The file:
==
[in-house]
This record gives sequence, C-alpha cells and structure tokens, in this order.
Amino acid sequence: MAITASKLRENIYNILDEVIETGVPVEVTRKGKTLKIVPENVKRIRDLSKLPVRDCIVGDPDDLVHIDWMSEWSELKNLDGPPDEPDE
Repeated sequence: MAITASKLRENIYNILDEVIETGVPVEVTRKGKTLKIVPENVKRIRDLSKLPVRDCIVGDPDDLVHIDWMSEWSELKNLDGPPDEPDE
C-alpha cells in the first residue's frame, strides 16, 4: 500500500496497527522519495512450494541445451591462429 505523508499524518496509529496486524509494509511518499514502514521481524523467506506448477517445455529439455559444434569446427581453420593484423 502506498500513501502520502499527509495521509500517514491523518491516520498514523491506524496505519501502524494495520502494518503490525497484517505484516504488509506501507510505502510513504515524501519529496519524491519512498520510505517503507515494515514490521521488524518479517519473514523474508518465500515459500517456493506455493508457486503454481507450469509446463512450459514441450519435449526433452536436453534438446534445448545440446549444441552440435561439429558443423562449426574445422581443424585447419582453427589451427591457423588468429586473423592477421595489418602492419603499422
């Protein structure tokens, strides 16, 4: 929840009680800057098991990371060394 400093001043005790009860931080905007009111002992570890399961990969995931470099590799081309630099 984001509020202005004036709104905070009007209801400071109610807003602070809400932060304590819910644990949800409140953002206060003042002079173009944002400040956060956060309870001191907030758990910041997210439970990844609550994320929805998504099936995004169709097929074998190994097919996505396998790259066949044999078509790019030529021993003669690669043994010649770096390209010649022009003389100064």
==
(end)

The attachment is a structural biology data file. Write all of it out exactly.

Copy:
[in-house]
This record gives sequence, C-alpha cells and structure tokens, in this order.
Amino acid sequence: MAITASKLRENIYNILDEVIETGVPVEVTRKGKTLKIVPENVKRIRDLSKLPVRDCIVGDPDDLVHIDWMSEWSELKNLDGPPDEPDE
Repeated sequence: MAITASKLRENIYNILDEVIETGVPVEVTRKGKTLKIVPENVKRIRDLSKLPVRDCIVGDPDDLVHIDWMSEWSELKNLDGPPDEPDE
C-alpha cells in the first residue's frame, strides 16, 4: 500500500496497527522519495512450494541445451591462429 505523508499524518496509529496486524509494509511518499514502514521481524523467506506448477517445455529439455559444434569446427581453420593484423 502506498500513501502520502499527509495521509500517514491523518491516520498514523491506524496505519501502524494495520502494518503490525497484517505484516504488509506501507510505502510513504515524501519529496519524491519512498520510505517503507515494515514490521521488524518479517519473514523474508518465500515459500517456493506455493508457486503454481507450469509446463512450459514441450519435449526433452536436453534438446534445448545440446549444441552440435561439429558443423562449426574445422581443424585447419582453427589451427591457423588468429586473423592477421595489418602492419603499422
């Protein structure tokens, strides 16, 4: 929840009680800057098991990371060394 400093001043005790009860931080905007009111002992570890399961990969995931470099590799081309630099 984001509020202005004036709104905070009007209801400071109610807003602070809400932060304590819910644990949800409140953002206060003042002079173009944002400040956060956060309870001191907030758990910041997210439970990844609550994320929805998504099936995004169709097929074998190994097919996505396998790259066949044999078509790019030529021993003669690669043994010649770096390209010649022009003389100064």